A non-Muslim's guide to Ramadan

17 May 2018

What is Ramadan?


Ramadan is the ninth holy month in the Islamic Calendar, when Muslims fast from sunrise to sunset for approximately 30 days. The Islamic calendar is based on the lunar cycle which began after Prophet Muhammad migrated from Mecca to Medina in AD 622. Fasting is also a fundamental element of the five pillars of Islam. The Ramadan dates change annually by 10/11 days as they’re determined by the sighting of a crescent moon (hilal). Many countries start and end their fasts on different dates and this is dependent on when the moon is sighted in each country. For countries where the moon sighting is obscured, Muslims in those countries often rely on neighboring countries where the moon has been sighted. However, many Muslim countries follow the call from Mecca as it is the holy city. Depending on the crescent moon sighting this year, Ramadan is expected to fall on the evening of Wednesday 15th May, with the first fast commencing on Thursday 16th May.


Who is allowed to take part in the fasting?


Muslim men and women are required to fast during the month. With this being said, Islam gives room for exceptions in almost all acts of worship based on certain considerations. For example, children, pregnant women, individuals on daily medication, menstruating women and those with any other health complications are exempt from fasting. Those with temporary impairments are obliged to make up the days they have missed in Ramadan before the next Ramadan.


What do Muslims do on Ramadan?


During Ramadan, Muslims fast between dawn and sunset, abstaining from food, drink, smoking and sex. However, fasting does not pardon Muslims from their daily routines, instead they are expected to continue to do their normal activities. Muslims do not just refrain from eating, this is also a time to reflect and think about bettering themselves spirituality.


To some, Ramadan is also an opportunity to give up detrimental desires and habits for good. For example, many Muslims have found it easier to quit smoking during Ramadan. Muslims are also encouraged to increase all acts of worship like prayer, reading the Quran in order to form a better connection to God. Muslims also believe that acts of generosity and giving will be reciprocated by God. Community cohesion and family involvement is another element that is enforced by Ramadan. Muslims invite their friends, families to open their fasts in the evening. Mosques cater to those who are homeless and reverts by providing iftar (full evening meal services).  Muslims believe that the more people taking part in iftar, the greater the blessing. This is coupled with the congregational Tarawih prayers, these are special night prayers that are only prayed in Ramadan.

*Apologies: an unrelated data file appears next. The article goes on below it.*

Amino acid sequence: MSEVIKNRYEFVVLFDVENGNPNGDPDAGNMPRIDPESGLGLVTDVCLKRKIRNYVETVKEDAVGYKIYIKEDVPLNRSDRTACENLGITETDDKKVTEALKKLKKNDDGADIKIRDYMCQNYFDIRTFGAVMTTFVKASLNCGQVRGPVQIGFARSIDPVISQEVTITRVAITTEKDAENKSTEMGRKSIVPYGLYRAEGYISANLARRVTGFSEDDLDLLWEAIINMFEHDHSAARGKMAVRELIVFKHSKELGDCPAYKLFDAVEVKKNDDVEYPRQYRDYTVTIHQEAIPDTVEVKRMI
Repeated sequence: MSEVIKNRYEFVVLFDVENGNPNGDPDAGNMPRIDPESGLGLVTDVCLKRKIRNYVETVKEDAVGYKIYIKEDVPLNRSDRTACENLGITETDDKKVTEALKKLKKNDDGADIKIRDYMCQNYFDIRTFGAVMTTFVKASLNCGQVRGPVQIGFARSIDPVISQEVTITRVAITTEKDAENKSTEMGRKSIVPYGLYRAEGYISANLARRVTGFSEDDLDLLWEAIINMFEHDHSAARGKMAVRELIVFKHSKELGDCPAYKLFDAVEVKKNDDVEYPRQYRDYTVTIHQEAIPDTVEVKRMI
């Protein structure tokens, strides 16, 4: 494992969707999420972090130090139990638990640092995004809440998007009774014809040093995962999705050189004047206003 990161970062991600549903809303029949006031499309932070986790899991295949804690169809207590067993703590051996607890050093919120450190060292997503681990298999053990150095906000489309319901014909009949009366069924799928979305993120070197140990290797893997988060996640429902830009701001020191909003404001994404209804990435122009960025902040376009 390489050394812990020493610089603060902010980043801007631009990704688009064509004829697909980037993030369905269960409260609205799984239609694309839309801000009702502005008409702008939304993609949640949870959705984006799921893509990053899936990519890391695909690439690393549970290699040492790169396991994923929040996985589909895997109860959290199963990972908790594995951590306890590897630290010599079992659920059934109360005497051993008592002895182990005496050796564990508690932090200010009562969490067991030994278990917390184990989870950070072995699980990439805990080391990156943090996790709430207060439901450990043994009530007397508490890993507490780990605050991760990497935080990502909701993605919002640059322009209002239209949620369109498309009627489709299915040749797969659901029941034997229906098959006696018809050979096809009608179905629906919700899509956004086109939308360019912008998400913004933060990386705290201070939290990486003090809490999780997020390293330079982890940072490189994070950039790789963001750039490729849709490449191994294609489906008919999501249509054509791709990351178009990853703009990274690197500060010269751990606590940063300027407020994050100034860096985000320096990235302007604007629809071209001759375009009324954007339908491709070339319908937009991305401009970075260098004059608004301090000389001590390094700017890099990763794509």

Are there any health benefits from this fasting?


Many studies have found that fasting lowered ‘’bad’’ Low- density lipoprotein (LDL) cholesterol levels by 8 percent during the course of Ramadan. This reduces the chances of developing cardiovascular diseases. In many countries specialist dietitians are setting up Ramadan diet plans in order to help overweight people achieve their goals. These diets consist of the traditional foods eaten during. Ramadan can also be an opportunity to change negative eating habits especially for those who consume food rich in sugar and fat. Swapping food that contains high levels of sugar for those with whole grain and high fiber content will not only be beneficial during the fast but also reduce the calorie intake.


Can non- Muslims get involved?


Non-Muslims can take part in some aspects of Ramadan. As mentioned above, they have the opportunity to gain health benefits and as well as remove health damaging habits. Some do not actively get involved but instead help out in food stalls to provide iftar for those fasting. Another way non-Muslims can take part is by showing solidarity and respect by not eating in front of those fasting.


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